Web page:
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ICE People's Choice Award

Marches Mosses BogLIFE Project

Shropshire and Wrexham, United Kingdom




5 years




United Kingdom
Project achievements

Environment benefitted

Home to many insects, spiders, mammals, mosses, and birds

Area improved

Stores an incredible 1m tonnes of carbon

Solved the problem

Safeguarded a rare peat bog habitat

Restoring one of the rarest habitats on Earth

Over 96% of peat bogs have been destroyed after hundreds of years of exploitation.

This project was designed to restore Britain’s third-largest lowland raised peatbog within the Fenn’s, Whixall and Bettisfield Mosses National Nature Reserves. They’re located between Whitchurch and Ellesmere and extend over the English/Welsh border of Shropshire/Wrexham.

Peatlands like this are critical in terms of adapting to the effects of climate change. The project restored some 665 hectares of the Marches Mosses, improving habitats and valuable ecosystems so important for large scale carbon storage, biodiversity, and water management.

The project involved 3 schemes, completed in 2021: Bronington Manor Drain Diversion, Morris Bridge Fields Wetland Creation, and World’s End Fields Wetland Creation.

These help to prevent downstream flooding through drainage diversion and innovative water control techniques that allow the natural rainwater balance to keep the peat wet and reduce run off. This is crucial for greater carbon capture.

By holding and slowing the flow of rainwater they function to help maintain base flows in drought periods and provide a clean source of water to the River Severn and River Dee.

Marches Mosses BogLIFE Project

This video explains how this rare bog habitat has been restored.

Image credit: Natural England

Marches Mosses BogLIFE Project

Rewetted peatland.

Image credit: WM Longreach

Marches Mosses BogLIFE Project

Wetland pond creation.

Image credit: WM Longreach

Marches Mosses BogLIFE Project

Cell bunding and culvert.

Did you know …

  1. This project helped safeguard a rare peat bog habitat, storing an incredible 1m tonnes of carbon – 10x more carbon stored per hectare than an equivalent area of tropical rainforest.

  2. 250km of peat and clay bunding was undertaken – laid end to end this would reach from Shropshire to London, while diverting drainage enabled reclamation of 30 hectares of rare habitat.

  3. The project had support from 177 volunteers who dedicated 875 hours to aid the work on the Marches Mosses project sites.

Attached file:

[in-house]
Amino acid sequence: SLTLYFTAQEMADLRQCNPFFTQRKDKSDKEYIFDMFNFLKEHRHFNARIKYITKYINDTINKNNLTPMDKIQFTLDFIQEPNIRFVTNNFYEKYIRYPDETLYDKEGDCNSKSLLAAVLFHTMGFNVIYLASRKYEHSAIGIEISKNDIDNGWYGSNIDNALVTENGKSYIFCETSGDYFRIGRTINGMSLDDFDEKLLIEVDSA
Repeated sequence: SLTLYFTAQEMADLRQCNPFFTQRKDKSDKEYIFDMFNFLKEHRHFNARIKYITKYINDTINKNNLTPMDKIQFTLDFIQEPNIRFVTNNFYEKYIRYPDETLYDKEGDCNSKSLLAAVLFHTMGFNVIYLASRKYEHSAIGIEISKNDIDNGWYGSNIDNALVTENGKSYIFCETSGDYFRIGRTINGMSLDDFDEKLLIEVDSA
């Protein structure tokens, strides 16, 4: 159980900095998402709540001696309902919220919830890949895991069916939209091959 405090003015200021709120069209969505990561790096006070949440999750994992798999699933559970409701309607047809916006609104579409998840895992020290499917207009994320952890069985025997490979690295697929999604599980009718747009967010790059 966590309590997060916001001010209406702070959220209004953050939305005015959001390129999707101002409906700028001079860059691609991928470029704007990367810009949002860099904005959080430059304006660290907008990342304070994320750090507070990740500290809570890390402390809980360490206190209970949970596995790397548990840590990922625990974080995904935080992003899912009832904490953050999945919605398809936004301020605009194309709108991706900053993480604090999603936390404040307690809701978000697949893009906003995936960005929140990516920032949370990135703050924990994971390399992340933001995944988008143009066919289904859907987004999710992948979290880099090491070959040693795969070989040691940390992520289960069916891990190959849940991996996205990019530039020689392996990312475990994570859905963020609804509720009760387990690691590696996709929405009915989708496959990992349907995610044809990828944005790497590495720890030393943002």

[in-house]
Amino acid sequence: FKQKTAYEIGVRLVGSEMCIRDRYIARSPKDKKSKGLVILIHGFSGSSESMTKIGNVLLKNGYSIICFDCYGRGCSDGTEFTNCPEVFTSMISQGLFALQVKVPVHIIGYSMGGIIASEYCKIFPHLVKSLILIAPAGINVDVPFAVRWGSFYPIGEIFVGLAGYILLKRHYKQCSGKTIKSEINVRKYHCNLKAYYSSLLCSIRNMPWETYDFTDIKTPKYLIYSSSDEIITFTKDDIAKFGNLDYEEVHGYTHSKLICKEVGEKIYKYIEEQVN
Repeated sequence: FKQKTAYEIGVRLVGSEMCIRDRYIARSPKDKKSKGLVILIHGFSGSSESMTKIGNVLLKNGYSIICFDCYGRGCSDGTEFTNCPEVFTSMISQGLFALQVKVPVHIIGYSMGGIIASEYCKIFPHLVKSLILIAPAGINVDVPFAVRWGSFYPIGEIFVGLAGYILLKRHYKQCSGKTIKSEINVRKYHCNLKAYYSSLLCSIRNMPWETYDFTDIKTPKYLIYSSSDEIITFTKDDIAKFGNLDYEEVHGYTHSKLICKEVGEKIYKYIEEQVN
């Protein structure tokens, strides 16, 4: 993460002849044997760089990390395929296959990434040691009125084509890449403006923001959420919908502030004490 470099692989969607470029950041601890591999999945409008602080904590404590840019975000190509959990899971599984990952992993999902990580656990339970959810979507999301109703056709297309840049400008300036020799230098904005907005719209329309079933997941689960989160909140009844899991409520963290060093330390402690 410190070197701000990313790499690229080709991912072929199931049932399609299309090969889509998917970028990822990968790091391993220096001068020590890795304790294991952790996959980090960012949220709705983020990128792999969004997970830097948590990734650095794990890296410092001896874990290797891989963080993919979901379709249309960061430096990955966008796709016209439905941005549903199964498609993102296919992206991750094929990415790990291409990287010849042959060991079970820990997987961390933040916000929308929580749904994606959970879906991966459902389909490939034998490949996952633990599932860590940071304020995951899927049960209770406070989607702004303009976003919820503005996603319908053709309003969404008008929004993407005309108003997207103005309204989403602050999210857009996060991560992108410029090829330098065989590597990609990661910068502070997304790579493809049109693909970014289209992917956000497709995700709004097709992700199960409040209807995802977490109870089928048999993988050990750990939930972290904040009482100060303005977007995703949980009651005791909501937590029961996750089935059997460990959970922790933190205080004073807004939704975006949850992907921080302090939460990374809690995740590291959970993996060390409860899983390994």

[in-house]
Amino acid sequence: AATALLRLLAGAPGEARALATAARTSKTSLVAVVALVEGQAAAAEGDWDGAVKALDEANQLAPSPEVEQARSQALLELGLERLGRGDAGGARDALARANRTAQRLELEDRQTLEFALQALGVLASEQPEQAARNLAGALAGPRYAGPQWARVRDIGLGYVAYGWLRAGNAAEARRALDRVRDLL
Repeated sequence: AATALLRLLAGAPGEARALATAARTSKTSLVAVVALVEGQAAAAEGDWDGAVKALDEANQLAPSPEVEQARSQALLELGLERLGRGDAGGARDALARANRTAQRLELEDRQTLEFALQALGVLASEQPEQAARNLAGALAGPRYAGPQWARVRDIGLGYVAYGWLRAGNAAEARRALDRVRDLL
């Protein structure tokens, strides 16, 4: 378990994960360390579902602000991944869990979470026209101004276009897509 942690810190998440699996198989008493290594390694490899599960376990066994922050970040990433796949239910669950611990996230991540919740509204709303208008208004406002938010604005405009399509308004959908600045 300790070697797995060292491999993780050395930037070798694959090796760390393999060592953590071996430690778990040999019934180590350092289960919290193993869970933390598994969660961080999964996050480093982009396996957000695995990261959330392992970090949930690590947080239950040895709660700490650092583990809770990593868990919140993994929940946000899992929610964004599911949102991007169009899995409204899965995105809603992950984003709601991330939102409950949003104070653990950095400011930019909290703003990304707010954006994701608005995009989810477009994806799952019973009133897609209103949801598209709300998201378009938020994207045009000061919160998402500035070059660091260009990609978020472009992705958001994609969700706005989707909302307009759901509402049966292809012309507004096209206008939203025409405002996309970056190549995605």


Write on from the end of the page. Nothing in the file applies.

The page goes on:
How was the work done?

As a UK-first for bog edge habitat restoration on this scale, the challenge was to make a start on reverse engineering the landscape.

For centuries it has been modified to drain and expel water rather than manage and incorporate it.

With the project covering multiple locations with various constraints, precise design and civil engineering solutions were key to successfully re-wetting the valuable peatland.

Sensitive design and ecology input, with local community and stakeholder engagement, including an extensive consultation process way back in 2016, were key to avoiding impact on neighbouring land. This also enabled new audiences to engage with and access nature - another goal central to the project.

The project innovated in its execution by applying specialist long reach and low ground pressure machinery to overcome soft ground while carrying out drain diversion works.

A new technique called ‘cell bunding’ was also used to capture the rainwater and help the bog rejuvenate. This involved the creation of small cells (or dams) to encourage sphagnum moss growth and thereby peat formation.

This technique also slows the flow of the water by capturing the rainwater (added flood protection benefit), allowing it to filter through the peat before entering local watercourses. This improves water quality and the biodiversity of these habitats too.

Difference the project has made

The BogLIFE Project is the culmination of managing sensitive environmental considerations and extreme weather while engaging community volunteers. It has made this precious environment, with massive carbon capture benefits, more accessible to the wider public.

A crucial goal of the project was to give a new audience access to nature. It was achieved by taking time to liaise with disability advocates and ensure design of access solutions, particularly concerning the bird hide, considered all people’s needs.

Benefits to the ecology and biodiversity of this project are also undeniable.

It’s now home to over 2,000 insect species, many rare spiders, mammals, Sphagnum mosses and bird species including the Snipe, which has returned to breed after 30 years.

The UK population of snipe has undergone a big decline in the twenty-five years, with very steep declines in lowland wet grassland.

The Royal Society for the Protection of Birds records it as an Amber list species, which means it is endangered and of international importance.

The story of how rewetting the bogs has led to the Snipes return to breed in the area was featured on BBC Midlands Today.

People who made it happen

WM Longreach, working with Natural England, Shropshire Wildlife Trust, Brian Killingworth, WSP, RAB Consultants and Natural Resources Wales.